Sometimes the true stories are even more fascinating than the fictional ones we tell ourselves. The best documentaries on Netflix are a defining example of that timeless maxim, providing insights into all manner of mind-boggling, awe-inspiring topics that elicit as many emotional responses as any great movie or TV show.
Netflix has got a healthy selection of biopics, exposés, and real life case studies to complement all its tall tales, too, and you can find the very best ones in the list of the best documentaries on Netflix below. We've got something for everyone here, from philosophical brain blenders to the kind of startling scandals that'll leave you up at night in bamboozlement. So get stuck in and bring your thinking hat, because these best documentaries on Netflix right now are just waiting to be discovered.
25. Mercury 13 (2018)
Region: UK, US
The documentary: Tackling a topic that sadly still permeates our culture, Mercury 13 is nevertheless a must-see, diving into the reality of being a woman astronaut in the 1960s. Don’t remember them? This film explores why that’s the case, revealing the truth behind their absence in history. Dubbed the Mercury 13 - after the first US space mission, Mercury - these women underwent the same rigorous testing as their male counterparts, and yet were denied the chance to take flight.
Why it’s worth a watch: A piece of history that many of us just don’t know about, this is one of many examples of sexism that’s so ingrained in our collective past, we don’t realise it. If you’re a fan of untold backstories, you’ll be both enthralled and, at times, enraged by the story of these remarkable women and how their dreams were backburnered because of their gender. Told via interviews with the remaining members of the group, this is a fascinating cultural document.
24. The Bleeding Edge (2018)
The documentary: Healthcare. Anyone who’s been shocked to hear their pharmacist utter the words “that’ll be $800, please” for a 30-day prescription knows this is a lucrative industry. That’s what make The Bleeding Edge such a succulent topic for a documentary, as delves into one another medical avenue, the $400 BILLION DOLLAR medical device industry. You heard. Exploring five devices and the havoc they’ve caused patients, this is jaw-dropping - and very necessary - viewing.
Why it’s worth a watch: Whether you live in a country with free healthcare or not, the sheer gall of some companies in rushing out products prior to being thoroughly vetted is astonishing. Which, of course, makes for compelling viewing.
23. Pumping Iron (1977)
Region: UK, US
The documentary: Before he was busting out one-liners with varying degrees of believability, Arnold Schwarzenegger was down the gym busting a gut in order to achieve an Adonis-like bod. Pumping Iron was filmed during the heydey of bodybuilding - the 1970s. Many consider that era to be the golden age of bodybuilding, which is what makes this such an intriguing watch. The film chronicles the lives of several bodybuilders desperate to win the Mr. Universe and Mr. Olympia titles, including Arnie and Lou Ferrigno.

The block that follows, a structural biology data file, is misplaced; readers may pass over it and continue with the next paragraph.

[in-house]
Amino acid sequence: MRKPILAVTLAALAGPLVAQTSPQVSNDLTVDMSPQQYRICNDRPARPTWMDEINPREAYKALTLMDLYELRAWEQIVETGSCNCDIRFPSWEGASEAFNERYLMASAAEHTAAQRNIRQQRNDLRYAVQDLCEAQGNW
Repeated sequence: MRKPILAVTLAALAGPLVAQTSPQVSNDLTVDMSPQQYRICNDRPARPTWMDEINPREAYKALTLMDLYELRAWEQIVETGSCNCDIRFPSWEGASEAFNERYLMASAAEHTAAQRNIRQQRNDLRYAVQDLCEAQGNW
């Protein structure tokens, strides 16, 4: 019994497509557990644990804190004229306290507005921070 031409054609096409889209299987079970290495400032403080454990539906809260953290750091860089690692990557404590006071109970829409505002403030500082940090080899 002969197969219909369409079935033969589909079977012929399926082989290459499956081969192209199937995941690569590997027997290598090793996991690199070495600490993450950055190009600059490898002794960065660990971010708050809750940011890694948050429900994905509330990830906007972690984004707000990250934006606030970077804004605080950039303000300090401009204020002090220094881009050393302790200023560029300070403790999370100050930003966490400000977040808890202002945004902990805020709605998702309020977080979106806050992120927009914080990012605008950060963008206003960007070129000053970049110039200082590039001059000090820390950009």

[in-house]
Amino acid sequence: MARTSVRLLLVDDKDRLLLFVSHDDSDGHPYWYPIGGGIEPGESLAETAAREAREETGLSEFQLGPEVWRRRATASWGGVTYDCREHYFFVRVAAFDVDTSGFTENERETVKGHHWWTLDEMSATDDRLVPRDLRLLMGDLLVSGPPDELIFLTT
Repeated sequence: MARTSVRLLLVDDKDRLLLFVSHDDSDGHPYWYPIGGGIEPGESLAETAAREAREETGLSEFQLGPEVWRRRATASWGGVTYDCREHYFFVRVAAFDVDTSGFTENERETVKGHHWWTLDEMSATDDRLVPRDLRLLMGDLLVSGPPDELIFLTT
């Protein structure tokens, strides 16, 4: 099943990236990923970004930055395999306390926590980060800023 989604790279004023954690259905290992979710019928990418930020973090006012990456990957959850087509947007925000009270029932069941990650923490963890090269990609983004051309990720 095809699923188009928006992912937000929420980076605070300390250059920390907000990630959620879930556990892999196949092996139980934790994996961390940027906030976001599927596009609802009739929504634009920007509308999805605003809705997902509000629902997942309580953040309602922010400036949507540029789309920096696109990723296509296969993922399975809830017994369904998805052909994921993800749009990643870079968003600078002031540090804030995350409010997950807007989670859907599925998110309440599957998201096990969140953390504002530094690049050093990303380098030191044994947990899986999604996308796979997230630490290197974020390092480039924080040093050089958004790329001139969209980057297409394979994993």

Why it’s worth a watch: It was filmed when its subjects were at their peak! Years prior to Arnie’s superstardom, we get to go behind the scenes, in what’s an in-depth and very amusing glimpse at his day-to-day life and aspirations.
22. Planet Earth 1 and 2 (2006/2016)
Region: UK, US
The documentary: When Planet Earth 2 came out the interweb lost its shit over a host of meme-worthy snippets. The one featuring an iguana being taunted by snakes in particular captured everyone's attention… and the less said about the turtles the better. Sorry, got something in my eye. Both Planet Earth and its decade-later sequel series focuses on life all across the planet, and how animals are connected to their natural surroundings.
Why it’s worth a watch: By shooting some awe-inspiring sights and showing communities of species that are still thriving today in remote and urban parts of the globe, this is a fascinating, heart-wrenching and humbling look at the world and how we humans have affected the lives of so many beautiful creatures. Narrated by the legendary David Attenborough, the series looks absolutely gorgeous and will have you ready to book that backpacking trip asap.
21. Hot Girls Wanted (2015)
Region: UK, US
The documentary: Porn is something that none of us feels 100% comfortable talking about, but, if we're honest, we're all familiar with it one way or another. If you've ever wondered what it's like to work in the multi-million dollar porn industry, American documentary film Hot Girls Wanted is for you. Directed by filmmakers Jill Bauer and Ronna Gradus it follows the lives of several 18- to 19-year-old pornographic actresses and premiered at Sundance Film Festival 2015 before being snapped up by Netflix.